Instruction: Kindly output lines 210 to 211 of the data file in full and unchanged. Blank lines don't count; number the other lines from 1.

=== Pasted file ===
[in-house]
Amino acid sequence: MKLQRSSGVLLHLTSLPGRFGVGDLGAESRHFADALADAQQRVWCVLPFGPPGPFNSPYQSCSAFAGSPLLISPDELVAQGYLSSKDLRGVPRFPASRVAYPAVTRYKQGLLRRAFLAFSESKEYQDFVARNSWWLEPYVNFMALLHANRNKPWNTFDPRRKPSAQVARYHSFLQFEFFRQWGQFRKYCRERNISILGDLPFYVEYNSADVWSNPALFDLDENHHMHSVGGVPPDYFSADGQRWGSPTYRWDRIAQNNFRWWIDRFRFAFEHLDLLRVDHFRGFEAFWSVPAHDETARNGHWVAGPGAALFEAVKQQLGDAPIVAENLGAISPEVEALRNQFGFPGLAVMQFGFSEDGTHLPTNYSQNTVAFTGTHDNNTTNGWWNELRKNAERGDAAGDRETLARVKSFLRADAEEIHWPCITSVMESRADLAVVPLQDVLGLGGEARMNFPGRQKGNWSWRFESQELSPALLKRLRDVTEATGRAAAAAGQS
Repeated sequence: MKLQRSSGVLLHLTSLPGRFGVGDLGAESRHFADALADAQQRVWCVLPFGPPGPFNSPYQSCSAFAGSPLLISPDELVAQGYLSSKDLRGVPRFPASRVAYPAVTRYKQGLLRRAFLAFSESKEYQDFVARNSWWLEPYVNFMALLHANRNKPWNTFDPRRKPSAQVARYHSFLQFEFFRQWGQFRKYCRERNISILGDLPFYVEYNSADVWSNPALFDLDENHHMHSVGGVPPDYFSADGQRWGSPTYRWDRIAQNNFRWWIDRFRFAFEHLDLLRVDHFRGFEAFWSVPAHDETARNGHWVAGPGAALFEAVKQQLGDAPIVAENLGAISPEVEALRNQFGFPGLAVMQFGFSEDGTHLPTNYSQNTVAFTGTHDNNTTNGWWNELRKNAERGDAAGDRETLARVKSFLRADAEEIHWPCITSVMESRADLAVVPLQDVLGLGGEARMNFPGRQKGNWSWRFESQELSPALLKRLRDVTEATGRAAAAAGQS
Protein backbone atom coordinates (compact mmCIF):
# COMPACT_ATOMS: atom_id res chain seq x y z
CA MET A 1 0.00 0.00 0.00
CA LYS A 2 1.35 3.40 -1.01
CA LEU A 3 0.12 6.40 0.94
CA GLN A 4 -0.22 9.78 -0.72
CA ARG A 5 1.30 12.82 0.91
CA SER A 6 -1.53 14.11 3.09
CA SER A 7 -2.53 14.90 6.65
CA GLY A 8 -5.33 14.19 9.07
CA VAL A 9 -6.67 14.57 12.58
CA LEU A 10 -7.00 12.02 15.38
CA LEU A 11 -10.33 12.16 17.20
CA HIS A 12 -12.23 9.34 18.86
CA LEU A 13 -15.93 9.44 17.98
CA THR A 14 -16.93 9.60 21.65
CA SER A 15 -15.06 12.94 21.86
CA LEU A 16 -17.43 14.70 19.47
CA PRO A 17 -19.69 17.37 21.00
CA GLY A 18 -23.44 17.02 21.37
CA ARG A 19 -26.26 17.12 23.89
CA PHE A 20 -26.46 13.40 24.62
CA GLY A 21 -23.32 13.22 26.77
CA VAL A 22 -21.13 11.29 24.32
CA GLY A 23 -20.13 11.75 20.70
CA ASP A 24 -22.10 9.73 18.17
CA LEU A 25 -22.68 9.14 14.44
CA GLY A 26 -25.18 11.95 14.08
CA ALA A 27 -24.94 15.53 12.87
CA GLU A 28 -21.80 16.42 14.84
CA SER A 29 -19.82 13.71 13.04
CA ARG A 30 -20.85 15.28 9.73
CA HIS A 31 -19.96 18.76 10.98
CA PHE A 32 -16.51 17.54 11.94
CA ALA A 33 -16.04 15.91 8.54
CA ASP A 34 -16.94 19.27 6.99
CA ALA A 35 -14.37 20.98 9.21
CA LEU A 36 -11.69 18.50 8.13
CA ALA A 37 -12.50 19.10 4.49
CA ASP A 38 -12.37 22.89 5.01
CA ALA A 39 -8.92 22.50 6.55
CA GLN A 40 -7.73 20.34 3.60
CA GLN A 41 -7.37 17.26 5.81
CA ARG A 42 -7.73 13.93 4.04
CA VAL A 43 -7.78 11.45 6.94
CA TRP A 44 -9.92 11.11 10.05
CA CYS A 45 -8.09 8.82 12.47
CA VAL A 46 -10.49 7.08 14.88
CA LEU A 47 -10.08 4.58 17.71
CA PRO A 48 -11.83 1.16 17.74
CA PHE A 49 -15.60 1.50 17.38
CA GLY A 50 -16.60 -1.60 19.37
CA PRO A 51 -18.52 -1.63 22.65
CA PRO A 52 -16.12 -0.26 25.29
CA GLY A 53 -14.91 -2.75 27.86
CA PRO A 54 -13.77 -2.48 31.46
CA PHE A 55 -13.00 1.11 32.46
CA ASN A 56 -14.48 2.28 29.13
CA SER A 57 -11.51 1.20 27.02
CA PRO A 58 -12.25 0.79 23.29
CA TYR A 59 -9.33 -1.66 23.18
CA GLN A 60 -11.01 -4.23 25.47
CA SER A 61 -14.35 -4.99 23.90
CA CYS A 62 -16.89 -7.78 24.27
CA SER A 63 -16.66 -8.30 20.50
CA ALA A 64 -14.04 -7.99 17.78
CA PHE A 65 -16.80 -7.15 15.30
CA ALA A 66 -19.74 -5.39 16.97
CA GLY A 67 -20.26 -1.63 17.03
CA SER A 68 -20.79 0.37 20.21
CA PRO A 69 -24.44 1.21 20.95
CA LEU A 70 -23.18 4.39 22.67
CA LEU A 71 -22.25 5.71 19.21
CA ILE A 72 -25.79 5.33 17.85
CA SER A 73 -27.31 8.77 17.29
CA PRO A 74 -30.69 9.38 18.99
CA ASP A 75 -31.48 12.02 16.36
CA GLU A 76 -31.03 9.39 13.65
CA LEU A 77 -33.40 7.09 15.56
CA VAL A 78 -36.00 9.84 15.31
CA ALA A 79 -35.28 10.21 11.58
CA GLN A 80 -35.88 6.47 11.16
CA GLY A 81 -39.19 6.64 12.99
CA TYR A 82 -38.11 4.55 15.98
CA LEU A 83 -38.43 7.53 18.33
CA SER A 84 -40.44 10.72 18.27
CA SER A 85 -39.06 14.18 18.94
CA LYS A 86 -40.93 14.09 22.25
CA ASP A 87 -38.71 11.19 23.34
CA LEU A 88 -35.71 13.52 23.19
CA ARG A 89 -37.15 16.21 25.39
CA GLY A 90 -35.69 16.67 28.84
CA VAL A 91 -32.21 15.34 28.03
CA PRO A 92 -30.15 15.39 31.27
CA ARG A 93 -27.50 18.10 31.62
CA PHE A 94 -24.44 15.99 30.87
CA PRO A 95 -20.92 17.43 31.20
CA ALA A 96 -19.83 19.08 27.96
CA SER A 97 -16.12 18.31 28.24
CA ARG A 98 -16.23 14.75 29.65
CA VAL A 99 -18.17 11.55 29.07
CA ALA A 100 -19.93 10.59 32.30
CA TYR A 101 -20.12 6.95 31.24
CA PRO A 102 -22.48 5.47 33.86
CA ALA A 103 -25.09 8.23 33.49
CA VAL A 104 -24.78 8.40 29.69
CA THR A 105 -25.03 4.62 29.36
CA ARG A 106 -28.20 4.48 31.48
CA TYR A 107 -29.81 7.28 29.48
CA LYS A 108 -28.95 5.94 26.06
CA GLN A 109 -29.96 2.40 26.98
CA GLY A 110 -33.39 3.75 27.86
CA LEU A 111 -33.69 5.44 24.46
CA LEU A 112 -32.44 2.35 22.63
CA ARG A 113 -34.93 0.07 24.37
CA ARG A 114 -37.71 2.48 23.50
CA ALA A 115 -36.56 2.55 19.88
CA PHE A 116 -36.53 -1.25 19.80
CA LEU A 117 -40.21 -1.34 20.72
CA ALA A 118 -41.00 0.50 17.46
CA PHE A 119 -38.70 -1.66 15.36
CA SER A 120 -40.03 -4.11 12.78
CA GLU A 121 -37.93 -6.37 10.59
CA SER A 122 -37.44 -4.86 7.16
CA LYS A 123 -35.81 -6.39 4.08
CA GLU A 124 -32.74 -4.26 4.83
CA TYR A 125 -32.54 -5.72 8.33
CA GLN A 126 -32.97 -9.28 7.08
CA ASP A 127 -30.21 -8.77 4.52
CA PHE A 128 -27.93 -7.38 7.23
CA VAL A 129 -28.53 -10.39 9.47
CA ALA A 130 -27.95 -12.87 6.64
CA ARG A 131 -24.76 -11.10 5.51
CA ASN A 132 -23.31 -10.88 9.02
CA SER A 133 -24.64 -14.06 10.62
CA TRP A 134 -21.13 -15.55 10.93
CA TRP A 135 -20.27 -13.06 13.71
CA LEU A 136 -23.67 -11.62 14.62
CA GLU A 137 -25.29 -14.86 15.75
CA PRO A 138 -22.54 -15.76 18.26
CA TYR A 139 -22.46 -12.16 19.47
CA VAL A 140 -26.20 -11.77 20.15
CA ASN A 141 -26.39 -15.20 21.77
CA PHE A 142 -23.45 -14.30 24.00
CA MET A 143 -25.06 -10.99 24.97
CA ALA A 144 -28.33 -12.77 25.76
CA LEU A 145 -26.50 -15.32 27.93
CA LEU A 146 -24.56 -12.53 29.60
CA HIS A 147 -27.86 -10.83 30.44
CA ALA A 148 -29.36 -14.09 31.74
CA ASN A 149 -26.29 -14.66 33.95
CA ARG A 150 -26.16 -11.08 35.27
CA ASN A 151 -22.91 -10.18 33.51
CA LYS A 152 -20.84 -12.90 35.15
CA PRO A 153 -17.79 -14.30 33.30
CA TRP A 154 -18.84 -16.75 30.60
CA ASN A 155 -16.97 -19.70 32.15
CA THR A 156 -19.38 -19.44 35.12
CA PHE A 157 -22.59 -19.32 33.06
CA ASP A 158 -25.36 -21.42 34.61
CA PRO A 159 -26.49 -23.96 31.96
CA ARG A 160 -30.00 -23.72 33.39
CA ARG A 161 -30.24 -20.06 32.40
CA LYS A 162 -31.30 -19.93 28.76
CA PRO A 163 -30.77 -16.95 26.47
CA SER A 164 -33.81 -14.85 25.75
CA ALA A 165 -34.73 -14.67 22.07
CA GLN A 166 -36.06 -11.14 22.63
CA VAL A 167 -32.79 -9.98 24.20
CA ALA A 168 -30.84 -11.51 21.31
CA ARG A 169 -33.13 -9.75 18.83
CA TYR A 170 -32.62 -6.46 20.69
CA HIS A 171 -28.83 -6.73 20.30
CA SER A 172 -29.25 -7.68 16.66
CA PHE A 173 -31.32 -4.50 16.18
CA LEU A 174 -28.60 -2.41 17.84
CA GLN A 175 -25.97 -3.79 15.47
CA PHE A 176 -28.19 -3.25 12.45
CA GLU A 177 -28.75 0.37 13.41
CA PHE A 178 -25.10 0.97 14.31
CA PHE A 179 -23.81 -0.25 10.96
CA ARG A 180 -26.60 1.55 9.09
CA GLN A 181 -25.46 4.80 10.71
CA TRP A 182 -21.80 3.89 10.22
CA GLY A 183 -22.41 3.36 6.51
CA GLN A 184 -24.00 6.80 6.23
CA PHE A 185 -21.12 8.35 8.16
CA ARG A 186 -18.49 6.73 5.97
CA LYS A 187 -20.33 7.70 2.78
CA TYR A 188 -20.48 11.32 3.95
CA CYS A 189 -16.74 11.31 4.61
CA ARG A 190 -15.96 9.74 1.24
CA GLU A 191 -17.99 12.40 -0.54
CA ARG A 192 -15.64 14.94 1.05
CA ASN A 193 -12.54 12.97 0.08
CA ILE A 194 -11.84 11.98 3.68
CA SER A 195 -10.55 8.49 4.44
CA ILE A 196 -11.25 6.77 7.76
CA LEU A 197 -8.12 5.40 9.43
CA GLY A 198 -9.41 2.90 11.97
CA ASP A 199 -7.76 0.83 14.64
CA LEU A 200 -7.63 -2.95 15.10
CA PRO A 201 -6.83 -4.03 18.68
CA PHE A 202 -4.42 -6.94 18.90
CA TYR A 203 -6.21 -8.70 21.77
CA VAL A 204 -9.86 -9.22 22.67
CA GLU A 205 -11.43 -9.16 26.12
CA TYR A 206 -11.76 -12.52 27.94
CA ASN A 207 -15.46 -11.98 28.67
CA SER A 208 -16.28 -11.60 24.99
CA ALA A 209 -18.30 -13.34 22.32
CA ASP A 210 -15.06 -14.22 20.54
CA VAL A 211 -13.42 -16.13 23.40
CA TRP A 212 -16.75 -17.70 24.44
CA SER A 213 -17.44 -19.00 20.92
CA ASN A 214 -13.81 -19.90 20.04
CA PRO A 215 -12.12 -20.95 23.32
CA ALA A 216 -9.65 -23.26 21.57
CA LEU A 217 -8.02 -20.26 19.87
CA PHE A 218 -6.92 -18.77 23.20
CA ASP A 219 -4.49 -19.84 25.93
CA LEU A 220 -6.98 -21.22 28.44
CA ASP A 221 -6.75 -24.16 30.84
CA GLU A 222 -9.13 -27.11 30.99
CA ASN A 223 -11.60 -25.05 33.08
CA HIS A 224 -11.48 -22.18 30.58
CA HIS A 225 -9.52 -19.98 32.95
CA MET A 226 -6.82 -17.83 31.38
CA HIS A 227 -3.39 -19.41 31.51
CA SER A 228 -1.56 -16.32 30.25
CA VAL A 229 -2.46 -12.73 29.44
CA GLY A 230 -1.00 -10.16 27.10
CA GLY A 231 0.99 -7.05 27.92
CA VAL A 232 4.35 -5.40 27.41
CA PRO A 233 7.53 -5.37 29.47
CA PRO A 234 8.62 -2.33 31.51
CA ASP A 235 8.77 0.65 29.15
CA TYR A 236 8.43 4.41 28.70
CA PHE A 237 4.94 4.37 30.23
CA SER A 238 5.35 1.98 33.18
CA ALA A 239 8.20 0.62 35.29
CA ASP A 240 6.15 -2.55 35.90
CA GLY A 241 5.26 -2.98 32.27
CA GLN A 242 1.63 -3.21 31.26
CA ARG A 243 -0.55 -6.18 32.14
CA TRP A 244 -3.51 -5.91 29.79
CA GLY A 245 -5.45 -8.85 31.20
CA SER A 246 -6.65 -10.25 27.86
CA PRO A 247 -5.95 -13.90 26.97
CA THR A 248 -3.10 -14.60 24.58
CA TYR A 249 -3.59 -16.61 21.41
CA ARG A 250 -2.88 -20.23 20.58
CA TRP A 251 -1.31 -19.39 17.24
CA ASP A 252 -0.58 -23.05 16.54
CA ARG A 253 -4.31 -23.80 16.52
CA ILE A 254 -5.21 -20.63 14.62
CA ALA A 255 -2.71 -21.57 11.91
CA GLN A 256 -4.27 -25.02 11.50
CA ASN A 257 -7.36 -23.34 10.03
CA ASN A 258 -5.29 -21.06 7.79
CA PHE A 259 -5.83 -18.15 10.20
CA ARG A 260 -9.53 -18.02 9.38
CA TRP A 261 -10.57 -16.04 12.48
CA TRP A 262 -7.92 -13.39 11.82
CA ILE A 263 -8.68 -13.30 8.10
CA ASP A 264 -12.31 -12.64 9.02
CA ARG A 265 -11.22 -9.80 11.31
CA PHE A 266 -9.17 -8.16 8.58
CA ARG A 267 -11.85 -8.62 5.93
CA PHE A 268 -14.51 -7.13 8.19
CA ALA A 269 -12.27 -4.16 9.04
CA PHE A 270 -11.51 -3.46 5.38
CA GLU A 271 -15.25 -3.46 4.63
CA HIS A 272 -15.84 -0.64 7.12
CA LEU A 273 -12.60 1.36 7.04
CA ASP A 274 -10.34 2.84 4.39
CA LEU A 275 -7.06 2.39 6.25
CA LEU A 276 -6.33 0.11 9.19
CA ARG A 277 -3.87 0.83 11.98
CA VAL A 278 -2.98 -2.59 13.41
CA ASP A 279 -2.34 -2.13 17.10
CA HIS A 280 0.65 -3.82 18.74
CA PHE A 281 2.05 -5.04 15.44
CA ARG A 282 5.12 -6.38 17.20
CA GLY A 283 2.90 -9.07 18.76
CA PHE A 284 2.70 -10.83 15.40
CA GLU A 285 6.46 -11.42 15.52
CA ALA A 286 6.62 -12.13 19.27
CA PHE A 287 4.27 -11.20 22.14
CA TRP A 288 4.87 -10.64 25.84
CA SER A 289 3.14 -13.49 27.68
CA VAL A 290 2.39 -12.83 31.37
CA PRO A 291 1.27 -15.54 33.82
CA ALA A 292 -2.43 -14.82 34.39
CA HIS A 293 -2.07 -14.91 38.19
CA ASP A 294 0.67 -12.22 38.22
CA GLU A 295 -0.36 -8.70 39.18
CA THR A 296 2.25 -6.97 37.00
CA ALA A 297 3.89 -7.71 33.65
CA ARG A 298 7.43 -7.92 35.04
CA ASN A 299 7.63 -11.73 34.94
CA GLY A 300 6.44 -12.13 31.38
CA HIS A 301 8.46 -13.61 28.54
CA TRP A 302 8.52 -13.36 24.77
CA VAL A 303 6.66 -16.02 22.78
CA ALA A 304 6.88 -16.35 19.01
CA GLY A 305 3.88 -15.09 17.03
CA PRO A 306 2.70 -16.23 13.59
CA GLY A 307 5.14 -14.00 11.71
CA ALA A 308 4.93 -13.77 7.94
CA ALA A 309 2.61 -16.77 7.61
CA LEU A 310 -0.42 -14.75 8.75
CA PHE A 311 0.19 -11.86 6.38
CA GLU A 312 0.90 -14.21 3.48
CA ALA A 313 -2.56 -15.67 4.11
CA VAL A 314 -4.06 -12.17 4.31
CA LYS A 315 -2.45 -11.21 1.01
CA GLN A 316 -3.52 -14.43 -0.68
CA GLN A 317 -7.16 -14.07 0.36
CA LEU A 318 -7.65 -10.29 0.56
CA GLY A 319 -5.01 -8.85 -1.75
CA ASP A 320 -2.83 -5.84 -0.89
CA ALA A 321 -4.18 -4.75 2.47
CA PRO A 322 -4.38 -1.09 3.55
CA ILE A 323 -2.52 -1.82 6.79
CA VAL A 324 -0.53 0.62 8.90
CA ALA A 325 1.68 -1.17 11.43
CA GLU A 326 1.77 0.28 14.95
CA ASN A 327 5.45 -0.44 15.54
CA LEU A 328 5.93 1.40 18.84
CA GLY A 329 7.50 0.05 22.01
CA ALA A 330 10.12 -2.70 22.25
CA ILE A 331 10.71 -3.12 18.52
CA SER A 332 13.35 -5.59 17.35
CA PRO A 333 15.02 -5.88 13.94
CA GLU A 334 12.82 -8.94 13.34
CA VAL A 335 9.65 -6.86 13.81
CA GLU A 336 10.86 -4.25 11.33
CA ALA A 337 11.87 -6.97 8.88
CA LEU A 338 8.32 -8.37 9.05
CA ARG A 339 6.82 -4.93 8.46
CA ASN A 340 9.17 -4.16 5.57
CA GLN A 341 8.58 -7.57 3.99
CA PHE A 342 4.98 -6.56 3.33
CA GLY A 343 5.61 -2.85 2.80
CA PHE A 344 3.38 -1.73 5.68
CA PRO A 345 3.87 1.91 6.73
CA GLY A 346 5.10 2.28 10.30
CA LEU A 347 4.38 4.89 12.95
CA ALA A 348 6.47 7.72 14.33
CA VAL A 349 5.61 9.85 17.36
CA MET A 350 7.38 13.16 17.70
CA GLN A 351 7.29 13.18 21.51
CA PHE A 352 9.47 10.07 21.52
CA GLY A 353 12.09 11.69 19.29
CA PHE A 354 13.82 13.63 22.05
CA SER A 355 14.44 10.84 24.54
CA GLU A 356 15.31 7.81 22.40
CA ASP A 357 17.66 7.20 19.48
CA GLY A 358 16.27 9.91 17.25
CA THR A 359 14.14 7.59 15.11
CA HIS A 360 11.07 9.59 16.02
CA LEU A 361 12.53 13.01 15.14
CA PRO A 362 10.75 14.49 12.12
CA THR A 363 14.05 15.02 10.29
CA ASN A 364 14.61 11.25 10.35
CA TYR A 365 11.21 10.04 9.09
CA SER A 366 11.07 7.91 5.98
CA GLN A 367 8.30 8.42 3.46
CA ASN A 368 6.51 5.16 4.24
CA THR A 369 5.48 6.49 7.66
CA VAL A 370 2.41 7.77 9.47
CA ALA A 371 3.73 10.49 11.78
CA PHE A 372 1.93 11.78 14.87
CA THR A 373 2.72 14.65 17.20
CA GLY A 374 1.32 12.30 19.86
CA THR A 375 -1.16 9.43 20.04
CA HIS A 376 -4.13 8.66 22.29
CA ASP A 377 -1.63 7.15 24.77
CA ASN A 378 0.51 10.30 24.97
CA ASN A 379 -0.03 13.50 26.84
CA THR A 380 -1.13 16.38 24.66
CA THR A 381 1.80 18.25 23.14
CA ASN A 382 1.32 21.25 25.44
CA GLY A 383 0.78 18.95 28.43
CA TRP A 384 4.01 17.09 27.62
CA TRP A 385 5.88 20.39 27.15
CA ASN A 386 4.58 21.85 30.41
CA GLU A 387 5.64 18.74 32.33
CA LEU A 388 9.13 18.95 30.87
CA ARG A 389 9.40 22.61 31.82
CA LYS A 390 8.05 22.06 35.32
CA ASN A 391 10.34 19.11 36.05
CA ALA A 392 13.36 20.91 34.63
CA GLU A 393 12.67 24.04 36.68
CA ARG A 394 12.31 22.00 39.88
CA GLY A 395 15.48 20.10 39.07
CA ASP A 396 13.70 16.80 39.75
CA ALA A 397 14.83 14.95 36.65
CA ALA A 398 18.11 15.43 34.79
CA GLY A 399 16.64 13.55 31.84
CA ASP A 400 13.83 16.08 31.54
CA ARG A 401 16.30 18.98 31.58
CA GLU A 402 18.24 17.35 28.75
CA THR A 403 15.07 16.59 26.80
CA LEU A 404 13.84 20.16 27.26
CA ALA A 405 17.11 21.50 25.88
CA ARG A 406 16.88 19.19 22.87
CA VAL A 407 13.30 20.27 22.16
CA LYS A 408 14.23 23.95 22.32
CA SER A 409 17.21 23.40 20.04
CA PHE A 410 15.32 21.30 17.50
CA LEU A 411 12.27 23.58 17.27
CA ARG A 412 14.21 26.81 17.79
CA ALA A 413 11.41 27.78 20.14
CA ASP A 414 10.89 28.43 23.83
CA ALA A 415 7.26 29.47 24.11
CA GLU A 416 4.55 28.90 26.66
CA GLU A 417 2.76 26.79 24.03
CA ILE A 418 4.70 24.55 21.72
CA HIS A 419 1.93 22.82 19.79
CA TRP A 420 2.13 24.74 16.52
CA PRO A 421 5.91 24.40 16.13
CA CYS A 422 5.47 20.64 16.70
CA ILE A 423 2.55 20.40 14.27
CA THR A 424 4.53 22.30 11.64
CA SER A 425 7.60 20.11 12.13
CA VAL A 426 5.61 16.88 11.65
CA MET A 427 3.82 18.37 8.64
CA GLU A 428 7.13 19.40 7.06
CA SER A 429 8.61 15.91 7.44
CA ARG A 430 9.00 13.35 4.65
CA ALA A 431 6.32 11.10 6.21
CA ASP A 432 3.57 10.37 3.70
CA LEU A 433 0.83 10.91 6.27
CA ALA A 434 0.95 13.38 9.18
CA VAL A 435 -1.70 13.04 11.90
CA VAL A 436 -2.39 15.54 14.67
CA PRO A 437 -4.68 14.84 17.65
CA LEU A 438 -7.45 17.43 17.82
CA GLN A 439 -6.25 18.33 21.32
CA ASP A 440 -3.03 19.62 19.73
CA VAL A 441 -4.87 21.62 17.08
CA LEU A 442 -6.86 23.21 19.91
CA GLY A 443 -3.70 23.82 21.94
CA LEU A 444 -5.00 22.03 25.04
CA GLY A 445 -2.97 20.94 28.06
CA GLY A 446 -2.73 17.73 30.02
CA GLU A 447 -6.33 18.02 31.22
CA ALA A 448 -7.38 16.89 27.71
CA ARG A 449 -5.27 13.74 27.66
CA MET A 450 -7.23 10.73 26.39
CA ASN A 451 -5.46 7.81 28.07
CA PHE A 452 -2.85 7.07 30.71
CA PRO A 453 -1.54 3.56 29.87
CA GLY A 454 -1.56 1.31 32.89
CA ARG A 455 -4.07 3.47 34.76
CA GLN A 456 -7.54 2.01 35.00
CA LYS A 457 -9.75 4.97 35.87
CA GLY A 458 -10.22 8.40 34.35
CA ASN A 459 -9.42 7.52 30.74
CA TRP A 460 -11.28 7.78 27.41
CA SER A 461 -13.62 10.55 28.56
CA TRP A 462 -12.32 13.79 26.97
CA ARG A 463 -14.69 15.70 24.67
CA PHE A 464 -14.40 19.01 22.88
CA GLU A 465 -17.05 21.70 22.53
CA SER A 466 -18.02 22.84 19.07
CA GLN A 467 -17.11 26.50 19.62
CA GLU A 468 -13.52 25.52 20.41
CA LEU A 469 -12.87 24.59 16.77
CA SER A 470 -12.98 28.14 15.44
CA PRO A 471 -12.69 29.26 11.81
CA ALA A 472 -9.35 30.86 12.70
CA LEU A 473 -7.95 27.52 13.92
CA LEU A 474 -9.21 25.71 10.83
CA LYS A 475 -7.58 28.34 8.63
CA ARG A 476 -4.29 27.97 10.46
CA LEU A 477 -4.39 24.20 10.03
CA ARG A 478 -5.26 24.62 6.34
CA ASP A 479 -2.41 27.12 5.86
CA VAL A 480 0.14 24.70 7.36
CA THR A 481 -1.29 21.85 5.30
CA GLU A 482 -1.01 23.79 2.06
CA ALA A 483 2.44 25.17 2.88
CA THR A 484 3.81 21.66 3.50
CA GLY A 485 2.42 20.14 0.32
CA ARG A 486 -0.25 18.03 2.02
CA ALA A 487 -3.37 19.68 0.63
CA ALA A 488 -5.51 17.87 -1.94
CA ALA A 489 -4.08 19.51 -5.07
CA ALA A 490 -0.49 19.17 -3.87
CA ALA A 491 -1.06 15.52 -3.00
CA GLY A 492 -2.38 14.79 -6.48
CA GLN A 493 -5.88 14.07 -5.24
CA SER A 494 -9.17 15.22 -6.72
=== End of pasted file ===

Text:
CA GLU A 205 -11.43 -9.16 26.12
CA TYR A 206 -11.76 -12.52 27.94